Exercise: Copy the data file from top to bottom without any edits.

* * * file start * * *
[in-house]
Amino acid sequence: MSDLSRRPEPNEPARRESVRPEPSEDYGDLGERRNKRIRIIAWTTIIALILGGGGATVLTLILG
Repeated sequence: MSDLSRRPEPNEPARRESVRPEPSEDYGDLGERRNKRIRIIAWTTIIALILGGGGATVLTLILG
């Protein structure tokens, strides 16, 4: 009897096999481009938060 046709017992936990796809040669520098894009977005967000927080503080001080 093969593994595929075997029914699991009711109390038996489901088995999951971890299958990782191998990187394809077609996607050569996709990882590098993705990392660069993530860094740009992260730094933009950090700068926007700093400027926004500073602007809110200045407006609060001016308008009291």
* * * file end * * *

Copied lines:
[in-house]
Amino acid sequence: MSDLSRRPEPNEPARRESVRPEPSEDYGDLGERRNKRIRIIAWTTIIALILGGGGATVLTLILG
Repeated sequence: MSDLSRRPEPNEPARRESVRPEPSEDYGDLGERRNKRIRIIAWTTIIALILGGGGATVLTLILG
């Protein structure tokens, strides 16, 4: 009897096999481009938060 046709017992936990796809040669520098894009977005967000927080503080001080 093969593994595929075997029914699991009711109390038996489901088995999951971890299958990782191998990187394809077609996607050569996709990882590098993705990392660069993530860094740009992260730094933009950090700068926007700093400027926004500073602007809110200045407006609060001016308008009291």